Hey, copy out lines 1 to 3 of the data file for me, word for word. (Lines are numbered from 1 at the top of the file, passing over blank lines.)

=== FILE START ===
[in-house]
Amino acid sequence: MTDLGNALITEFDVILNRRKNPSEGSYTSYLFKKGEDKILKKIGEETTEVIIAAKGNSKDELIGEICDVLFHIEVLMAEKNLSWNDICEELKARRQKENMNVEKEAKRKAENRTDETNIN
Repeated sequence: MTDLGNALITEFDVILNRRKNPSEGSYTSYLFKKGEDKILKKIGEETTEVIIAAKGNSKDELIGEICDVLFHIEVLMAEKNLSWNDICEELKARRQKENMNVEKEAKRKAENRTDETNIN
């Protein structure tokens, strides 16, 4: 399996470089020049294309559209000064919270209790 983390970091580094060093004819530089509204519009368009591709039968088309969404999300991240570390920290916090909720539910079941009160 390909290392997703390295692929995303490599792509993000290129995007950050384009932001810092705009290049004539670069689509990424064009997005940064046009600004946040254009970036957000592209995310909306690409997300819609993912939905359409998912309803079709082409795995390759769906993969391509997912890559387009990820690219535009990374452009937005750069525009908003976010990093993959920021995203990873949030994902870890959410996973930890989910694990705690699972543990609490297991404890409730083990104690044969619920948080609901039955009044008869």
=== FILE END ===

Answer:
[in-house]
Amino acid sequence: MTDLGNALITEFDVILNRRKNPSEGSYTSYLFKKGEDKILKKIGEETTEVIIAAKGNSKDELIGEICDVLFHIEVLMAEKNLSWNDICEELKARRQKENMNVEKEAKRKAENRTDETNIN
Repeated sequence: MTDLGNALITEFDVILNRRKNPSEGSYTSYLFKKGEDKILKKIGEETTEVIIAAKGNSKDELIGEICDVLFHIEVLMAEKNLSWNDICEELKARRQKENMNVEKEAKRKAENRTDETNIN